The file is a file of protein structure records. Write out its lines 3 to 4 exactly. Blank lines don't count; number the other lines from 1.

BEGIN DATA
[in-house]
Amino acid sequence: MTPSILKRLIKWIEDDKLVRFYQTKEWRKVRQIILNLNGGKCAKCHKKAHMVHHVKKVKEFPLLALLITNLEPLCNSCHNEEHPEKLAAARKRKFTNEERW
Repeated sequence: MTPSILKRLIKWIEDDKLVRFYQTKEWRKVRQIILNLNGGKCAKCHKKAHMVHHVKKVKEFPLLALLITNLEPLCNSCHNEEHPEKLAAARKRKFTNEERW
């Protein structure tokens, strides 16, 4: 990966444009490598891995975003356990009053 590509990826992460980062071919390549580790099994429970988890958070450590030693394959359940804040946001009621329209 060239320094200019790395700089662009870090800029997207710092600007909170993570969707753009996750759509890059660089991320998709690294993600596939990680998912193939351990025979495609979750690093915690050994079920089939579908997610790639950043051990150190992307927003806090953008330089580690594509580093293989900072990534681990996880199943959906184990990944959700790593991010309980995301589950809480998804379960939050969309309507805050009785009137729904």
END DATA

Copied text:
Repeated sequence: MTPSILKRLIKWIEDDKLVRFYQTKEWRKVRQIILNLNGGKCAKCHKKAHMVHHVKKVKEFPLLALLITNLEPLCNSCHNEEHPEKLAAARKRKFTNEERW
């Protein structure tokens, strides 16, 4: 990966444009490598891995975003356990009053 590509990826992460980062071919390549580790099994429970988890958070450590030693394959359940804040946001009621329209 060239320094200019790395700089662009870090800029997207710092600007909170993570969707753009996750759509890059660089991320998709690294993600596939990680998912193939351990025979495609979750690093915690050994079920089939579908997610790639950043051990150190992307927003806090953008330089580690594509580093293989900072990534681990996880199943959906184990990944959700790593991010309980995301589950809480998804379960939050969309309507805050009785009137729904």